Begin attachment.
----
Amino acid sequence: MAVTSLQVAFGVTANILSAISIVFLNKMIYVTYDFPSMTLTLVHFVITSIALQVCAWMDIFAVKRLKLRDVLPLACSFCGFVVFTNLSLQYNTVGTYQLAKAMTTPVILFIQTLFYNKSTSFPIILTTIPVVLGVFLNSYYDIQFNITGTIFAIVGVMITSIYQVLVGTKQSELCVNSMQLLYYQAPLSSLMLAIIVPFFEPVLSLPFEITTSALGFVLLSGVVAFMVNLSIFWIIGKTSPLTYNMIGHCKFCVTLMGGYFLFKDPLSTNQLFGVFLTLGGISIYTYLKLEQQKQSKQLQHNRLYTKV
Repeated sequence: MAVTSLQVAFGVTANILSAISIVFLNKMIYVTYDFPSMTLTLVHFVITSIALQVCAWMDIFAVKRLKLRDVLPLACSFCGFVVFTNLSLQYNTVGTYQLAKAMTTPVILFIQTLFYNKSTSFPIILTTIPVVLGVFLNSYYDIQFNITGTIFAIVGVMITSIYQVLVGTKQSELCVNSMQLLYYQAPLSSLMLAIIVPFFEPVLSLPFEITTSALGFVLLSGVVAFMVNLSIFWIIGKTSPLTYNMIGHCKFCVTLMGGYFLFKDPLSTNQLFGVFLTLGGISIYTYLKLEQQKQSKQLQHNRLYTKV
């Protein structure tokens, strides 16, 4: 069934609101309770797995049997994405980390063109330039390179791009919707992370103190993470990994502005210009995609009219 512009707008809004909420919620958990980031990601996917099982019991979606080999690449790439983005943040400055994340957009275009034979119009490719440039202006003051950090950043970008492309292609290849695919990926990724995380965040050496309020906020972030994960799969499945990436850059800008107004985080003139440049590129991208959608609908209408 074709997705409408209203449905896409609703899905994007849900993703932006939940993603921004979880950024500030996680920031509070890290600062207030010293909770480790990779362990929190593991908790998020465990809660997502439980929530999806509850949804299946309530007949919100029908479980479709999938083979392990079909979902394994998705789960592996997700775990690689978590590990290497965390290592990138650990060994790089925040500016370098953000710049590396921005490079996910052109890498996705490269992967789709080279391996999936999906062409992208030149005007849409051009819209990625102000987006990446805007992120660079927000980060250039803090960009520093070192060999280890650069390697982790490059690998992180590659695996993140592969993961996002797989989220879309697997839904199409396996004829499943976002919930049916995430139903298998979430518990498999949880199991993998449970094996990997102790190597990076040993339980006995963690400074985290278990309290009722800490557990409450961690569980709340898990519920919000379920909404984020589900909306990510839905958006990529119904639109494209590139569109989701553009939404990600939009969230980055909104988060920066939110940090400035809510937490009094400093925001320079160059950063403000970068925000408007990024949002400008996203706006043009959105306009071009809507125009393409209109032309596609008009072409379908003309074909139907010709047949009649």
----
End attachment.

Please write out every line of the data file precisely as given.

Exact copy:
Amino acid sequence: MAVTSLQVAFGVTANILSAISIVFLNKMIYVTYDFPSMTLTLVHFVITSIALQVCAWMDIFAVKRLKLRDVLPLACSFCGFVVFTNLSLQYNTVGTYQLAKAMTTPVILFIQTLFYNKSTSFPIILTTIPVVLGVFLNSYYDIQFNITGTIFAIVGVMITSIYQVLVGTKQSELCVNSMQLLYYQAPLSSLMLAIIVPFFEPVLSLPFEITTSALGFVLLSGVVAFMVNLSIFWIIGKTSPLTYNMIGHCKFCVTLMGGYFLFKDPLSTNQLFGVFLTLGGISIYTYLKLEQQKQSKQLQHNRLYTKV
Repeated sequence: MAVTSLQVAFGVTANILSAISIVFLNKMIYVTYDFPSMTLTLVHFVITSIALQVCAWMDIFAVKRLKLRDVLPLACSFCGFVVFTNLSLQYNTVGTYQLAKAMTTPVILFIQTLFYNKSTSFPIILTTIPVVLGVFLNSYYDIQFNITGTIFAIVGVMITSIYQVLVGTKQSELCVNSMQLLYYQAPLSSLMLAIIVPFFEPVLSLPFEITTSALGFVLLSGVVAFMVNLSIFWIIGKTSPLTYNMIGHCKFCVTLMGGYFLFKDPLSTNQLFGVFLTLGGISIYTYLKLEQQKQSKQLQHNRLYTKV
């Protein structure tokens, strides 16, 4: 069934609101309770797995049997994405980390063109330039390179791009919707992370103190993470990994502005210009995609009219 512009707008809004909420919620958990980031990601996917099982019991979606080999690449790439983005943040400055994340957009275009034979119009490719440039202006003051950090950043970008492309292609290849695919990926990724995380965040050496309020906020972030994960799969499945990436850059800008107004985080003139440049590129991208959608609908209408 074709997705409408209203449905896409609703899905994007849900993703932006939940993603921004979880950024500030996680920031509070890290600062207030010293909770480790990779362990929190593991908790998020465990809660997502439980929530999806509850949804299946309530007949919100029908479980479709999938083979392990079909979902394994998705789960592996997700775990690689978590590990290497965390290592990138650990060994790089925040500016370098953000710049590396921005490079996910052109890498996705490269992967789709080279391996999936999906062409992208030149005007849409051009819209990625102000987006990446805007992120660079927000980060250039803090960009520093070192060999280890650069390697982790490059690998992180590659695996993140592969993961996002797989989220879309697997839904199409396996004829499943976002919930049916995430139903298998979430518990498999949880199991993998449970094996990997102790190597990076040993339980006995963690400074985290278990309290009722800490557990409450961690569980709340898990519920919000379920909404984020589900909306990510839905958006990529119904639109494209590139569109989701553009939404990600939009969230980055909104988060920066939110940090400035809510937490009094400093925001320079160059950063403000970068925000408007990024949002400008996203706006043009959105306009071009809507125009393409209109032309596609008009072409379908003309074909139907010709047949009649």